2.1.3. The picket-fence model

thumbnail Fig. 2

Simplified thermal opacities for the picket-fence model. β = δν/Δν is the equivalent bandwidth (see text).

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It is important to note at this point that two sets of opacities with different wavelength dependences may have the same Rosseland and Planck means. We must constrain the problem further, and to this intent, we now consider the simplest possible line model, known as the picket-fence model (Mihalas 1978), where the thermal opacities can take two different values κ1 and κ2 (see Fig. 2) such that (8)We define an equivalent bandwidth by: (9)The characteristic width of the Planck function can be defined as . When choosing Δν ≪ ΔνP, the Planck function can be considered constant over Δν and we get β = δν/Δν. The Planck and Rosseland mean opacities then become (see Eqs. (2)and (5)) We also define the following ratios: Following Chandrasekhar (1935), we also define a limit optical depth (15)The role of τlim in shaping the final temperature profile is discussed in Sect. 5 and its variations with R and β is pictured in Fig. 8.

2.2. The method of discrete ordinates for the non-irradiated problem

2.2.1. The grey case

An approximate method to solve Eq. (1) including the angular dependency has been developed by Chandrasekhar (1960) in the case of a non-irradiated atmosphere (Tirr = 0). The idea is to replace the integrals over angle in Eq. (1) by a Gaussian sum over μ. It can then be solved to an arbitrary precision by increasing the number of terms in the sum. The boundary condition at the top of the atmosphere is simply given as Iμ    <    0(0) = 0. The expansion to the fourth term yields the temperature profile (16)with Q = 0.706920, L1 = −0.083921, L2 = −0.036187, L3 = −0.009461, k1 = 1.103188, k2 = 1.591778, and k3 = 4.45808 (Chandrasekhar 1960, Table VIII)2. One of the important results from this formalism is that the skin temperature of the planet (defined as the temperature at zero optical depth) is independent of the order of expansion and therefore corresponds to the exact value (17)This expression is exact only in the limit of a grey, non-irradiated atmosphere.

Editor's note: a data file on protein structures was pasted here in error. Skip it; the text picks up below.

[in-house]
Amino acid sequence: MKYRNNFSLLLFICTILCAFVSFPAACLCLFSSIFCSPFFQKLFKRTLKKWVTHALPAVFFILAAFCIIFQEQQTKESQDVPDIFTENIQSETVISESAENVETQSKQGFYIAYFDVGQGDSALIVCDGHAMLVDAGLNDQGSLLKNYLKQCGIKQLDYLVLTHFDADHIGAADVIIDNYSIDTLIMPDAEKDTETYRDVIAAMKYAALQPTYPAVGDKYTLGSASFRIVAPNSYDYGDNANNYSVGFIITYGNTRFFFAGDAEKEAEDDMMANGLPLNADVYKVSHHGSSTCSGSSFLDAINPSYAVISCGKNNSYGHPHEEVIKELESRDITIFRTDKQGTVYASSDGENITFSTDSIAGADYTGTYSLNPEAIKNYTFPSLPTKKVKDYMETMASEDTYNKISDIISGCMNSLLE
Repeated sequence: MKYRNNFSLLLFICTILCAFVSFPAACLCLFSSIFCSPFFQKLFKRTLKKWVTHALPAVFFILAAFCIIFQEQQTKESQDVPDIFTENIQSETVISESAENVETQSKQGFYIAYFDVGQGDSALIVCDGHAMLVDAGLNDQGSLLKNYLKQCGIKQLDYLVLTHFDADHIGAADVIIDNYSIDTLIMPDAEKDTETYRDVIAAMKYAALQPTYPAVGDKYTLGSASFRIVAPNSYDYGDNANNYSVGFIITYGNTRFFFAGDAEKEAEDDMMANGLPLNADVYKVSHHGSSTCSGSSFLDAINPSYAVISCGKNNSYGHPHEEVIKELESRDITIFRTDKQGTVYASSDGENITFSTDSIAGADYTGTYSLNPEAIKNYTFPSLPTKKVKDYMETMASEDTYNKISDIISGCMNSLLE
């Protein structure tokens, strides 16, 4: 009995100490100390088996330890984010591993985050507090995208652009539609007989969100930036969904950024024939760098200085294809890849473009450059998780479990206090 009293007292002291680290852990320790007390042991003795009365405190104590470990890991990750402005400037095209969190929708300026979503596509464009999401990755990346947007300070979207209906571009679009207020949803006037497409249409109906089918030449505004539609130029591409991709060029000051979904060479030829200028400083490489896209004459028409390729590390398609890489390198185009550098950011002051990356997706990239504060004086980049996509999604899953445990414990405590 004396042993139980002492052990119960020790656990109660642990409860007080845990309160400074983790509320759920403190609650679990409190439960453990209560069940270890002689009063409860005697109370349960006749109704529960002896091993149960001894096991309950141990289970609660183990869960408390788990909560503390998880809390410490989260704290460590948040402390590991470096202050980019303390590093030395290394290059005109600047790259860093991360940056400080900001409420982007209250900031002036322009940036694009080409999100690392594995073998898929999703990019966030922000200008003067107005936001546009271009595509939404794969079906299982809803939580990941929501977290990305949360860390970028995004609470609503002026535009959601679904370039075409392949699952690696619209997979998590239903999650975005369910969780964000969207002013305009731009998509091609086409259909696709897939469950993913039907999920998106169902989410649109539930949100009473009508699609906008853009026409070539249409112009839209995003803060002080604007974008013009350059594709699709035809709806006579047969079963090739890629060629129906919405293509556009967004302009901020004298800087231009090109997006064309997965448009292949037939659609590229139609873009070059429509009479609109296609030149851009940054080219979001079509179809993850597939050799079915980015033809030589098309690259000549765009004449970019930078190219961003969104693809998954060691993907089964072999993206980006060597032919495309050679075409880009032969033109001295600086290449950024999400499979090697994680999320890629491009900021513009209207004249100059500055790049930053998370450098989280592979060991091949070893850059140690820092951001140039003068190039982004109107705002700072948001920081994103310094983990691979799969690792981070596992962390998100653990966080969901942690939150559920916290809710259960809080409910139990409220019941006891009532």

2.2.2. The non-grey case

Chandrasekhar (1960) also developed a perturbation method in order to include non-grey thermal opacities. This method was improved by Krook (1963). However, these perturbation methods either work for small departures from the grey opacities or involve a fastidious iterative procedure (e.g. Unno & Yamashita 1960; Avrett & Krook 1963) and are no longer fully analytical. However, considering that the variations in the opacities are small compared to the variations of the Planck function, analytical solutions can be found for an arbitrarily large departure from the grey opacities. Noting the similar role of μ and κν in Eq. (1), King (1956), following Münch (1946), used the method of discrete ordinates in order to turn the integrals over frequency into Gaussian sums. For the picket-fence model defined in Sect. 2.1.3 and the second approximation for the angular dependency, King’s method leads to the following temperature profile (18)As in the grey case, the method of discrete ordinates leads to an exact relation for the skin temperature, whatever the dependency of κν on frequency (but no dependence on pressure or temperature): (19)In the grey limit, γP = 1 and we recover Eq. (17). Otherwise, γP > 1, implying that for a non-irradiated atmosphere, non-grey effects always tend to lower the atmospheric skin temperature.